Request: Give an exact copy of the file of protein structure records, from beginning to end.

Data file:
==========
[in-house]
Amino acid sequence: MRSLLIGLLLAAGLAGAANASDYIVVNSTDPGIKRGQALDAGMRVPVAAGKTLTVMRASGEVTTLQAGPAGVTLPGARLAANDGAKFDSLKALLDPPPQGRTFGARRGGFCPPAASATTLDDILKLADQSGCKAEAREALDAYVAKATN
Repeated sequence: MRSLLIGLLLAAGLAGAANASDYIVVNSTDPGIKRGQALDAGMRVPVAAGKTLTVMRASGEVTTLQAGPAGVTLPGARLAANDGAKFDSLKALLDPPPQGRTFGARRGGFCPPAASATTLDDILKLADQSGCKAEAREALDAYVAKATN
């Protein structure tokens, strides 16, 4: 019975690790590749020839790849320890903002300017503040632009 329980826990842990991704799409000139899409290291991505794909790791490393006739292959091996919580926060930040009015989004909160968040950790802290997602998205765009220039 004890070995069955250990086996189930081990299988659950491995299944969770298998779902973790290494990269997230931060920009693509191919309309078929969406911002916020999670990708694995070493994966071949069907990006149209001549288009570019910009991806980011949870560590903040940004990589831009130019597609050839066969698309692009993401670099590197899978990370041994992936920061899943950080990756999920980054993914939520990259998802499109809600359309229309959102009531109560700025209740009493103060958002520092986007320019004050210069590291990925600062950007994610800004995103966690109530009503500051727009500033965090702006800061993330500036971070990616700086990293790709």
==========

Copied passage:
[in-house]
Amino acid sequence: MRSLLIGLLLAAGLAGAANASDYIVVNSTDPGIKRGQALDAGMRVPVAAGKTLTVMRASGEVTTLQAGPAGVTLPGARLAANDGAKFDSLKALLDPPPQGRTFGARRGGFCPPAASATTLDDILKLADQSGCKAEAREALDAYVAKATN
Repeated sequence: MRSLLIGLLLAAGLAGAANASDYIVVNSTDPGIKRGQALDAGMRVPVAAGKTLTVMRASGEVTTLQAGPAGVTLPGARLAANDGAKFDSLKALLDPPPQGRTFGARRGGFCPPAASATTLDDILKLADQSGCKAEAREALDAYVAKATN
């Protein structure tokens, strides 16, 4: 019975690790590749020839790849320890903002300017503040632009 329980826990842990991704799409000139899409290291991505794909790791490393006739292959091996919580926060930040009015989004909160968040950790802290997602998205765009220039 004890070995069955250990086996189930081990299988659950491995299944969770298998779902973790290494990269997230931060920009693509191919309309078929969406911002916020999670990708694995070493994966071949069907990006149209001549288009570019910009991806980011949870560590903040940004990589831009130019597609050839066969698309692009993401670099590197899978990370041994992936920061899943950080990756999920980054993914939520990259998802499109809600359309229309959102009531109560700025209740009493103060958002520092986007320019004050210069590291990925600062950007994610800004995103966690109530009503500051727009500033965090702006800061993330500036971070990616700086990293790709």